So the budget has come and gone and it appears a more positive one than perhaps many were expecting. Of course, there are the specific tax cut and funding cheery notes, so we can drink a little cheaper and the hard hit leisure, retail and hospitality sectors get a boost, to hopefully bring the cost of a UK holiday back down (This was an expensive summer!).

So, what is the key area we would like to pick out, for business and personal alike?

The increase in the living wage to £9.50 per hour. A jump tied to the rise in the cost of living. Paired nicely with the recent National Insurance (NI) increase, to provide some additional tax income for the government, potentially at the expense of the businesses burdened with fitting these costs. However, this is great news for those employees that get a bit more each year, to cover the growing cost of living.

What We Think:

It seems like the rise in the minimum wage has been called for, with spiralling inflation and the NI increase is one way to skin the cat, of growing care need across the UK. It still doesn’t do much for the affect on the wage bill, for many businesses.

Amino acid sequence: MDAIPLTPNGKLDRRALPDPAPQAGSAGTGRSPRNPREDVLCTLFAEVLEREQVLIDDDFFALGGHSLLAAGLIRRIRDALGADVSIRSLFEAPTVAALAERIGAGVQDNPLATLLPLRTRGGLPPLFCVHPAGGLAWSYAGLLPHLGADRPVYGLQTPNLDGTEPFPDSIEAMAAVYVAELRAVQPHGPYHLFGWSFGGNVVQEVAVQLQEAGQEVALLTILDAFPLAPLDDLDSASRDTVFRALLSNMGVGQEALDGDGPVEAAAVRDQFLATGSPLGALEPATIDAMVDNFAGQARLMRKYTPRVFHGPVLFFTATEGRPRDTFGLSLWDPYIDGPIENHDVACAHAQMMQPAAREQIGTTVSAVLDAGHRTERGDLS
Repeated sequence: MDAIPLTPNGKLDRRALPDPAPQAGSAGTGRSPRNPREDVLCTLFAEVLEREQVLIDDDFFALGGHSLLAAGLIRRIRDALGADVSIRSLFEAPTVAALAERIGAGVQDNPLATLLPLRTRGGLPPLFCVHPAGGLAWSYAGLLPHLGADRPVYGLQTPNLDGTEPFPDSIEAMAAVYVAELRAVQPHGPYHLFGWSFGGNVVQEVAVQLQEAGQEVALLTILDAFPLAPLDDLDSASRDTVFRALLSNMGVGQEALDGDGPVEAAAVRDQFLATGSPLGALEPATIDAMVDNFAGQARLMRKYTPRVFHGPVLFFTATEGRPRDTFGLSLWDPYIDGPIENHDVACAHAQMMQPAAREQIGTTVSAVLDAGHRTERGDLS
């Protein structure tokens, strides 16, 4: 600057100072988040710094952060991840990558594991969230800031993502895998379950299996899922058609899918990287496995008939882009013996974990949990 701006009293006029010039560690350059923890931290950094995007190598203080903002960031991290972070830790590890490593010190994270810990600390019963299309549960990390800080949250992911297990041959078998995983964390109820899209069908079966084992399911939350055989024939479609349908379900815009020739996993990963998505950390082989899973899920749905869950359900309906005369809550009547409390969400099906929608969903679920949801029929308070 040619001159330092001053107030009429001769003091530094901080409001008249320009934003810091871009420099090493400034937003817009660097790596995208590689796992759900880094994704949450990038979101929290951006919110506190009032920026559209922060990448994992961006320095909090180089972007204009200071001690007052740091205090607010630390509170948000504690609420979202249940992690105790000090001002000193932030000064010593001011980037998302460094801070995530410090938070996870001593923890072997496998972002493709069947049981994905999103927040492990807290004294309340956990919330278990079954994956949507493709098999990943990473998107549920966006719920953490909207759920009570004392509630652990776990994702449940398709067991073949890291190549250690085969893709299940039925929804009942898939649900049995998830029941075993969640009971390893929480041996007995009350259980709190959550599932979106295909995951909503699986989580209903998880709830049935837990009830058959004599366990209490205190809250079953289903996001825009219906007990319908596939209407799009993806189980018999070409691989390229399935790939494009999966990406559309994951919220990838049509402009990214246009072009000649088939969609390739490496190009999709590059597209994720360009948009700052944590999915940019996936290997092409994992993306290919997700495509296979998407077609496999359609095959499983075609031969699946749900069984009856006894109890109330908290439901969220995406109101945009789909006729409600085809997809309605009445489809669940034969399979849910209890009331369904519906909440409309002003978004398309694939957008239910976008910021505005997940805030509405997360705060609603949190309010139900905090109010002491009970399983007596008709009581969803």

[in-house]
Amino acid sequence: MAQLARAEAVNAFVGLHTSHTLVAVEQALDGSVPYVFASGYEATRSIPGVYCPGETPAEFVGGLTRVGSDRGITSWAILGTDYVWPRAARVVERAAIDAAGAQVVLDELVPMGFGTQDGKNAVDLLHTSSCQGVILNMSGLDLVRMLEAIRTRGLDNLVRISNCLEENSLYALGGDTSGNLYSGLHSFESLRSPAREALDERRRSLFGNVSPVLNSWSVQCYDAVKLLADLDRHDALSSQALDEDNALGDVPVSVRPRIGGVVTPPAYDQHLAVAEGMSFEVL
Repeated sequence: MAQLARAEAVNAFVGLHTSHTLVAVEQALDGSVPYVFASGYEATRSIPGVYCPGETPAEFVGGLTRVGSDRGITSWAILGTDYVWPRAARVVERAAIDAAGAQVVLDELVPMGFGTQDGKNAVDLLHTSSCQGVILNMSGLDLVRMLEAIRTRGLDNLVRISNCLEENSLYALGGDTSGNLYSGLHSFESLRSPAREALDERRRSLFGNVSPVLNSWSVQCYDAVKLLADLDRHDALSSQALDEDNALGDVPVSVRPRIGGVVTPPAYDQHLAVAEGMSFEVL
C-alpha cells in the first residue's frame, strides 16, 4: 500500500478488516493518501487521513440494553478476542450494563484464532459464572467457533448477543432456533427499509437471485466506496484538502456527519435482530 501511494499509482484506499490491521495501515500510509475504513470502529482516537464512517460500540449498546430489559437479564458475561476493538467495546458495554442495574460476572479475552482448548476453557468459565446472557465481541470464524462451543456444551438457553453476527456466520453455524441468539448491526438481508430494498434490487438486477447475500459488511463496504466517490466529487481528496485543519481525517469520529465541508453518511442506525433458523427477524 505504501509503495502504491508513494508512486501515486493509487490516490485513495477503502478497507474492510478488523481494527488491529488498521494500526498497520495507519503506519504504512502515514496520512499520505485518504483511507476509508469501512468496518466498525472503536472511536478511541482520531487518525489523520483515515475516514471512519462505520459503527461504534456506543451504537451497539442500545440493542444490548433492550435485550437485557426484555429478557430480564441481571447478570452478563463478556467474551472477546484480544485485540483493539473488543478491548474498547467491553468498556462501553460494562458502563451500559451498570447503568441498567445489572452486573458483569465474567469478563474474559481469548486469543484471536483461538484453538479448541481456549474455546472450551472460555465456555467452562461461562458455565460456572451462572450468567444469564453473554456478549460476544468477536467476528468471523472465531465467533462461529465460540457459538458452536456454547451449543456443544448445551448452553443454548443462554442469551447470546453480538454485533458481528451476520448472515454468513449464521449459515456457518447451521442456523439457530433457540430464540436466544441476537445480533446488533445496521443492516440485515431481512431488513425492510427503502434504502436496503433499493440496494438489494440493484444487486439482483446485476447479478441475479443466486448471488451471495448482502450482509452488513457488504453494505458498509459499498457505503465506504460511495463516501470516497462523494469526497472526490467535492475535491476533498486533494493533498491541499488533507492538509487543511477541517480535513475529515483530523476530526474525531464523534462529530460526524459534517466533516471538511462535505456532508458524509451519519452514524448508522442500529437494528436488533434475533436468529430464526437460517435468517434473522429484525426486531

So, in the wake of little changes in the day-to-day tax rulings, apart from the already planned increases. What can businesses and employees do to make themselves more efficient?

Salary Sacrifice is the most obvious source of relief here and something that business and employees often are not aware they can utilise.

The simple act of changing the personal portion of contributions to your workplace pension scheme to a salary sacrifice arrangement, effectively reduces your salary by the portion of those contributions, reducing the new 15.05% NI contributions.

Employers can perhaps offer their staff salary sacrifice and offer to pay some or even all of the saved employer NI contributions, into their pension as an extra benefit to them.

Employees, perhaps ask your employer if they would allow salary sacrifice and if they will give you some or all their NI savings.

Please contact Avidan Last, Head of Fusion Financial to discuss any of the points raised in the article.  Alternatively, for any other queries, please get in touch with us.

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